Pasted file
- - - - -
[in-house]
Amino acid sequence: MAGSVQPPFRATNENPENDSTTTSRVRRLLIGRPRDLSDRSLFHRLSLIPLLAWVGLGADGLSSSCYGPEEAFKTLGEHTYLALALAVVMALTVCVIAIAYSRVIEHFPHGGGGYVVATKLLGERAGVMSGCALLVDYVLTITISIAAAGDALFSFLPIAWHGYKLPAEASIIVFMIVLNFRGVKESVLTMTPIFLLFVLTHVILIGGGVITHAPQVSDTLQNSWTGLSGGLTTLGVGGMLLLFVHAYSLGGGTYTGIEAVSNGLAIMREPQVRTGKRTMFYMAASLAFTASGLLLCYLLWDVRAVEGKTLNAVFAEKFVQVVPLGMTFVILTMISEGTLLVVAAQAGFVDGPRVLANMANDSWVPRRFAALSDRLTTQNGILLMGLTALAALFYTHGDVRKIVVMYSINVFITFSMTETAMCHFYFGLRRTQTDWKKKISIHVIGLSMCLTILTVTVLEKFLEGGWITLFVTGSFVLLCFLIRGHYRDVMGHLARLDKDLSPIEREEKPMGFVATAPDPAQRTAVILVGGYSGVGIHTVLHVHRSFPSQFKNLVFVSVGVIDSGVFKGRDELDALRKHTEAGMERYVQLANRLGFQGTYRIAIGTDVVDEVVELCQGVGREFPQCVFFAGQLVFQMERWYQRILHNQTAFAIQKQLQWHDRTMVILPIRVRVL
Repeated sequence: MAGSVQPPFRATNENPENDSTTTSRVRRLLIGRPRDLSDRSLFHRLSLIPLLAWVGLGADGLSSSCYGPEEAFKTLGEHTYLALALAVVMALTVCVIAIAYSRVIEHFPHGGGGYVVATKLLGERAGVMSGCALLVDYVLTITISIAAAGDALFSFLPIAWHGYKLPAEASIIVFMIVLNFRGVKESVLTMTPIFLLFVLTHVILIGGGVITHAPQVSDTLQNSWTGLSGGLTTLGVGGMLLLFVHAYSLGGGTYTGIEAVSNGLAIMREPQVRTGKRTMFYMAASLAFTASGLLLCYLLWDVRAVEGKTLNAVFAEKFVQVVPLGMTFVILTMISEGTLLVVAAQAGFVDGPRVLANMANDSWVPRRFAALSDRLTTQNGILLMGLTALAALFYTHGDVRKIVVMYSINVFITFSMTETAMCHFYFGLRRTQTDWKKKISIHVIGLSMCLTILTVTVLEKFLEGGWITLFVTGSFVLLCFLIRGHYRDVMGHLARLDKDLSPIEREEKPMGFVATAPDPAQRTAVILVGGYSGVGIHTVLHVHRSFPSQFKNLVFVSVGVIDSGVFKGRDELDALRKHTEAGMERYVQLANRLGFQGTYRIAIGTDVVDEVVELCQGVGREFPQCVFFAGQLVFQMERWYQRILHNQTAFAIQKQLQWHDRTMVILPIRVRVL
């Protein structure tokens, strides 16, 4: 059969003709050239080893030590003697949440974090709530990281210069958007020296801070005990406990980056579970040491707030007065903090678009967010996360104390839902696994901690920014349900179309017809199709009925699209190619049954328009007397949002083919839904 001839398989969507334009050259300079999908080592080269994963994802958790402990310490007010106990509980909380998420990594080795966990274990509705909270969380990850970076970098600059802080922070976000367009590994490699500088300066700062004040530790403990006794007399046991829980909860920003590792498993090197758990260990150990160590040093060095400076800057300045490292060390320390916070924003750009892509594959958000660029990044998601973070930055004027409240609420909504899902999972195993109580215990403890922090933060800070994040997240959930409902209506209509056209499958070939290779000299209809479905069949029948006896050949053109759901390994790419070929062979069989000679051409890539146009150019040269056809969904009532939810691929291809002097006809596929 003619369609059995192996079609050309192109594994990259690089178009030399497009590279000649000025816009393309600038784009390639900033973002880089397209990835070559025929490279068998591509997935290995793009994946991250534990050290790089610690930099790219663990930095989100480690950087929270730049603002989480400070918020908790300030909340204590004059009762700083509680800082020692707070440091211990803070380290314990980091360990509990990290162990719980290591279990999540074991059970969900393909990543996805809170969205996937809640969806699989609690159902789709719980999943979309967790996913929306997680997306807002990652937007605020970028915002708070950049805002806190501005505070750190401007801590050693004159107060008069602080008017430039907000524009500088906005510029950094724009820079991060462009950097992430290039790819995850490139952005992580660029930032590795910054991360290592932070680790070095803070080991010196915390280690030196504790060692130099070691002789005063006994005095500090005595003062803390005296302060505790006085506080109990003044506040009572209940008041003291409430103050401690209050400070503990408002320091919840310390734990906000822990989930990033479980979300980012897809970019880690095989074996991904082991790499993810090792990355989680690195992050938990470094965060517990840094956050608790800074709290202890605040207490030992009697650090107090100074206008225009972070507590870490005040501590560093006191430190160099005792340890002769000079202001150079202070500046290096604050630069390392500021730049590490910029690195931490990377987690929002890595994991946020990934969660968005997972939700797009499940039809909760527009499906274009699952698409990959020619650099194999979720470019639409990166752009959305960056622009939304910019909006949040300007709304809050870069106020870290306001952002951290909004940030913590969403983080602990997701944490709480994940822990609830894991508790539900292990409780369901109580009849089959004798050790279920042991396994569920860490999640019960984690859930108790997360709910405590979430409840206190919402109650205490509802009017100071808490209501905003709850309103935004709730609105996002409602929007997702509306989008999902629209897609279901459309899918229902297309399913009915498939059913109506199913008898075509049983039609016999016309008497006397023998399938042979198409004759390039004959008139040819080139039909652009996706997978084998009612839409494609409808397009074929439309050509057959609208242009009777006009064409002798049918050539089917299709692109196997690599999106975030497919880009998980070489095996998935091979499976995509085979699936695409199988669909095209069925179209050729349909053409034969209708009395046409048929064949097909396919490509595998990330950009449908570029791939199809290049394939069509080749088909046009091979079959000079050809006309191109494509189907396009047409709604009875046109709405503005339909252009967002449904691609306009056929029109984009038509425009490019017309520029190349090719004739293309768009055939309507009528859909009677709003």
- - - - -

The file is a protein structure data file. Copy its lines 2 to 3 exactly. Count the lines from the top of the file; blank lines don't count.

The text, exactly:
Amino acid sequence: MAGSVQPPFRATNENPENDSTTTSRVRRLLIGRPRDLSDRSLFHRLSLIPLLAWVGLGADGLSSSCYGPEEAFKTLGEHTYLALALAVVMALTVCVIAIAYSRVIEHFPHGGGGYVVATKLLGERAGVMSGCALLVDYVLTITISIAAAGDALFSFLPIAWHGYKLPAEASIIVFMIVLNFRGVKESVLTMTPIFLLFVLTHVILIGGGVITHAPQVSDTLQNSWTGLSGGLTTLGVGGMLLLFVHAYSLGGGTYTGIEAVSNGLAIMREPQVRTGKRTMFYMAASLAFTASGLLLCYLLWDVRAVEGKTLNAVFAEKFVQVVPLGMTFVILTMISEGTLLVVAAQAGFVDGPRVLANMANDSWVPRRFAALSDRLTTQNGILLMGLTALAALFYTHGDVRKIVVMYSINVFITFSMTETAMCHFYFGLRRTQTDWKKKISIHVIGLSMCLTILTVTVLEKFLEGGWITLFVTGSFVLLCFLIRGHYRDVMGHLARLDKDLSPIEREEKPMGFVATAPDPAQRTAVILVGGYSGVGIHTVLHVHRSFPSQFKNLVFVSVGVIDSGVFKGRDELDALRKHTEAGMERYVQLANRLGFQGTYRIAIGTDVVDEVVELCQGVGREFPQCVFFAGQLVFQMERWYQRILHNQTAFAIQKQLQWHDRTMVILPIRVRVL
Repeated sequence: MAGSVQPPFRATNENPENDSTTTSRVRRLLIGRPRDLSDRSLFHRLSLIPLLAWVGLGADGLSSSCYGPEEAFKTLGEHTYLALALAVVMALTVCVIAIAYSRVIEHFPHGGGGYVVATKLLGERAGVMSGCALLVDYVLTITISIAAAGDALFSFLPIAWHGYKLPAEASIIVFMIVLNFRGVKESVLTMTPIFLLFVLTHVILIGGGVITHAPQVSDTLQNSWTGLSGGLTTLGVGGMLLLFVHAYSLGGGTYTGIEAVSNGLAIMREPQVRTGKRTMFYMAASLAFTASGLLLCYLLWDVRAVEGKTLNAVFAEKFVQVVPLGMTFVILTMISEGTLLVVAAQAGFVDGPRVLANMANDSWVPRRFAALSDRLTTQNGILLMGLTALAALFYTHGDVRKIVVMYSINVFITFSMTETAMCHFYFGLRRTQTDWKKKISIHVIGLSMCLTILTVTVLEKFLEGGWITLFVTGSFVLLCFLIRGHYRDVMGHLARLDKDLSPIEREEKPMGFVATAPDPAQRTAVILVGGYSGVGIHTVLHVHRSFPSQFKNLVFVSVGVIDSGVFKGRDELDALRKHTEAGMERYVQLANRLGFQGTYRIAIGTDVVDEVVELCQGVGREFPQCVFFAGQLVFQMERWYQRILHNQTAFAIQKQLQWHDRTMVILPIRVRVL